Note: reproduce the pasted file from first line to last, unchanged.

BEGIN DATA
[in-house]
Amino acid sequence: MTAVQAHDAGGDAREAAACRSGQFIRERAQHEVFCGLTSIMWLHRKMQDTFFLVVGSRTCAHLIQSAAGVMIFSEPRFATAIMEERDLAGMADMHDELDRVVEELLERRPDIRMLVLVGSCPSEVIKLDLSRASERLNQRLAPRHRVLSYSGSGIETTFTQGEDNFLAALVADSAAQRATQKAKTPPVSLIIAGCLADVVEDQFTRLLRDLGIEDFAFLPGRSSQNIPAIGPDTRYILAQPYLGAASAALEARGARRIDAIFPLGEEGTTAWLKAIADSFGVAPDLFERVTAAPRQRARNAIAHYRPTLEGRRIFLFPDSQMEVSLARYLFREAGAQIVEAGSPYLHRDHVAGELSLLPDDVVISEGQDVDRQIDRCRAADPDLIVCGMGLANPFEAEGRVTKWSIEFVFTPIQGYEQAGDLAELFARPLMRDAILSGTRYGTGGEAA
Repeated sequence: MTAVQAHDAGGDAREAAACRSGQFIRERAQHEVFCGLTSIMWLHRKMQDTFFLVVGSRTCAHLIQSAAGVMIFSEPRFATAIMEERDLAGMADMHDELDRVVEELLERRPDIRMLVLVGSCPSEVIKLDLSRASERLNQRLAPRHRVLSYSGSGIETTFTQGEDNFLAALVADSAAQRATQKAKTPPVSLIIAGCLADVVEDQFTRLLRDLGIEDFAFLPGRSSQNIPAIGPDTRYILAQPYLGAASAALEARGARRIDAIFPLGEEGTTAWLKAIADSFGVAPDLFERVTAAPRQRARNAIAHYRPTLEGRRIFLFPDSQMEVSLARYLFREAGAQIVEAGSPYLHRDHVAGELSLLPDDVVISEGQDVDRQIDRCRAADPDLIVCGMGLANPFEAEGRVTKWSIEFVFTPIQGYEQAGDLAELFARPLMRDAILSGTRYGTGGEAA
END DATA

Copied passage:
[in-house]
Amino acid sequence: MTAVQAHDAGGDAREAAACRSGQFIRERAQHEVFCGLTSIMWLHRKMQDTFFLVVGSRTCAHLIQSAAGVMIFSEPRFATAIMEERDLAGMADMHDELDRVVEELLERRPDIRMLVLVGSCPSEVIKLDLSRASERLNQRLAPRHRVLSYSGSGIETTFTQGEDNFLAALVADSAAQRATQKAKTPPVSLIIAGCLADVVEDQFTRLLRDLGIEDFAFLPGRSSQNIPAIGPDTRYILAQPYLGAASAALEARGARRIDAIFPLGEEGTTAWLKAIADSFGVAPDLFERVTAAPRQRARNAIAHYRPTLEGRRIFLFPDSQMEVSLARYLFREAGAQIVEAGSPYLHRDHVAGELSLLPDDVVISEGQDVDRQIDRCRAADPDLIVCGMGLANPFEAEGRVTKWSIEFVFTPIQGYEQAGDLAELFARPLMRDAILSGTRYGTGGEAA
Repeated sequence: MTAVQAHDAGGDAREAAACRSGQFIRERAQHEVFCGLTSIMWLHRKMQDTFFLVVGSRTCAHLIQSAAGVMIFSEPRFATAIMEERDLAGMADMHDELDRVVEELLERRPDIRMLVLVGSCPSEVIKLDLSRASERLNQRLAPRHRVLSYSGSGIETTFTQGEDNFLAALVADSAAQRATQKAKTPPVSLIIAGCLADVVEDQFTRLLRDLGIEDFAFLPGRSSQNIPAIGPDTRYILAQPYLGAASAALEARGARRIDAIFPLGEEGTTAWLKAIADSFGVAPDLFERVTAAPRQRARNAIAHYRPTLEGRRIFLFPDSQMEVSLARYLFREAGAQIVEAGSPYLHRDHVAGELSLLPDDVVISEGQDVDRQIDRCRAADPDLIVCGMGLANPFEAEGRVTKWSIEFVFTPIQGYEQAGDLAELFARPLMRDAILSGTRYGTGGEAA